Many other foods contain similar isoflavones.  In 2008, the U.S.D.A. put out a report of the isoflavone content of various foods.  You’re welcome to read their report and endless tables here (if you dare).  As a quick comparison, look at the content of total isoflavones found in raw edamame (48.95mg/100g), raw potatoes (0.01mg/100g), almonds (0.01mg/100g), and canned tuna (0.28mg/100g).  The Top 10 winners of the most isoflavones content on this 2008 database were:

1. soy meal (209.58mg/100g)

2. soymilk film (196.05mg/100g)

3. soy flour (ranging from 178.10 – 150.94mg/100g)

4. soybean seeds, raw (154.53mg/100g)

5. roasted soy nuts (148.50mg/100g)

6. soy flakes (131.53mg/100g)

7. bacon bits, meatless (118.50mg/100g)

8. soy protein (ranging from 94.65-81.65mg/100g)

9. Kellog’s Smart Start with soy protein (93.90mg/100g)

10. tofu (ranging from 83.20-29.24mg/100g)

Some honorable mentions include:

1. infant formulas, various (ranging from 28.01-25.00mg/100g)

2. red clover (21.00mg/100g)

3. Kellogg’s Kashi Go Lean (17.40mg/100g)

4. Jack in the Box Monster Beef Taco (15.90mg/100g)

5. McDonald’s Cinnamon Roll (6.00mg/100g)

6. Subway Meatball Sandwich (6.00mg/100g)

7. Tigers Milk Protein bar (11.50mg/100g)

8. Cliff bar, energy bar (ranging from 26.90-17.70mg/100g)

On the Flip Side

There is always the “other view” on issues such as these.

A 2007 study found that Japanese women consuming soy products have a reduced risk of developing endometriosis.

Dr. Andrew Weil, a well-respected medical blogger, suggests eating soy-based products due to their health benefits; however, discourages the use of concentrated soy isoflavone supplements and “designer foods” containing soy isoflavones. You can read his article here.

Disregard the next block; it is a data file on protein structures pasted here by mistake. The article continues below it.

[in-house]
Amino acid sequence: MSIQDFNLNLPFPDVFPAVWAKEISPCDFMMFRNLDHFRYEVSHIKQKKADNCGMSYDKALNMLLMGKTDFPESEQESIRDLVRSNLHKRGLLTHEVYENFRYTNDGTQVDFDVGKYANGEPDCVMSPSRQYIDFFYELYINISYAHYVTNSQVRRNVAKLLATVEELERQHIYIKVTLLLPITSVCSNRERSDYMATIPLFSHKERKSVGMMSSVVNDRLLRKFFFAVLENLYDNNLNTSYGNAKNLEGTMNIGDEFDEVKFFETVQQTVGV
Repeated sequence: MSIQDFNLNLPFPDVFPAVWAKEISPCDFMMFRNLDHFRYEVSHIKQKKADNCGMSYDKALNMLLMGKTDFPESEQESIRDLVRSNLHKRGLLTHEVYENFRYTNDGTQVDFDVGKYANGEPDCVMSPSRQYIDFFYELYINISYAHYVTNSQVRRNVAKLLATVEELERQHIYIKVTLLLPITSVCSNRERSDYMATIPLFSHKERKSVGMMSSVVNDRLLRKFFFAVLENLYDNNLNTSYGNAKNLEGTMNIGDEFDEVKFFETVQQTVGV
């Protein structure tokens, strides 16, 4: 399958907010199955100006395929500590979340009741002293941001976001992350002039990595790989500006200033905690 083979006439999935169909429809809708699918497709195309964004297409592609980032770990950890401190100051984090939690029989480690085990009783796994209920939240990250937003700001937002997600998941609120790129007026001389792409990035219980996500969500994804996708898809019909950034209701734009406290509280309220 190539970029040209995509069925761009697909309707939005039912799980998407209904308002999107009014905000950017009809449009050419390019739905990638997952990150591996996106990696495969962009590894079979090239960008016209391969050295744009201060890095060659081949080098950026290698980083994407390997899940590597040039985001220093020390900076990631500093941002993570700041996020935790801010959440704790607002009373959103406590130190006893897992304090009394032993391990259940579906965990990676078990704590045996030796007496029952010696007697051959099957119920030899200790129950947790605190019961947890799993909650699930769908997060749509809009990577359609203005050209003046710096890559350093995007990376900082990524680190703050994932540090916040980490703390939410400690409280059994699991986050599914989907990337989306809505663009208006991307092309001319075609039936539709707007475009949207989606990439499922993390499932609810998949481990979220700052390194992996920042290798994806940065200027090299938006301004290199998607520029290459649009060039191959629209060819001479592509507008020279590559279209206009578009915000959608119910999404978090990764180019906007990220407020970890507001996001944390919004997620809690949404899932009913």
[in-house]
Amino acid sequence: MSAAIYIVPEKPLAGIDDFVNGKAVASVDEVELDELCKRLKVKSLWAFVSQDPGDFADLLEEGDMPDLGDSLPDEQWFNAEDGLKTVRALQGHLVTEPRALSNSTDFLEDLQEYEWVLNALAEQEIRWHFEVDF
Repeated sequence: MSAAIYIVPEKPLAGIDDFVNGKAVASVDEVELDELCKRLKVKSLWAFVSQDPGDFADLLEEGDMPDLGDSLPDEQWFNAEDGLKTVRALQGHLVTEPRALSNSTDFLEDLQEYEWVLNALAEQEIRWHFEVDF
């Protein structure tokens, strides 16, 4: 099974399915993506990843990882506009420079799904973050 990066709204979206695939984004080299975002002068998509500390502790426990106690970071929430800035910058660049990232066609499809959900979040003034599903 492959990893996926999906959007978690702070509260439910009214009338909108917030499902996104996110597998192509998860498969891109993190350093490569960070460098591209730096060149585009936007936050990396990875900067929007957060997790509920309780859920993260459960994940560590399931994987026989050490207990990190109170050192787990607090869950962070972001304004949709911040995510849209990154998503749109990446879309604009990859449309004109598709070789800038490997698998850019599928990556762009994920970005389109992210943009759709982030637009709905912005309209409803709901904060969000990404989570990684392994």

The question of the Hour

What will you do…for you; for your Endometriosis?  The one thing I will say to influence your decision : talk to your physician or nutritionist before deciding…

What have I done?  Drastically reduced the amount of soy I consume.  I used to eat edamame several times a week, so I’ve completely cut that out of my diet.  I’ve swapped soy sauce for tamari sauce, which is a fermented and gluten-free version of soy sauce.  I avoid soy-based protein shakes or milks and now consume coconut milk and a brown rice-based protein shake.  I really don’t feel like I’m missing out on much.  But do feel good for cutting back on increasing any additional estrogen levels within my body.

Again, anything I can do to help my body fight the further progression of Endometriosis is worth it to me.

Resources:

Dr. Weil

GMO Compass

New York Times : (Article) 2014 – A Lonely Quest for Facts on Genetically Modified Crops

Oregon State University

Oxford Journals : (Article) 2003 – Genetically Modified Soybeans and Food Allergies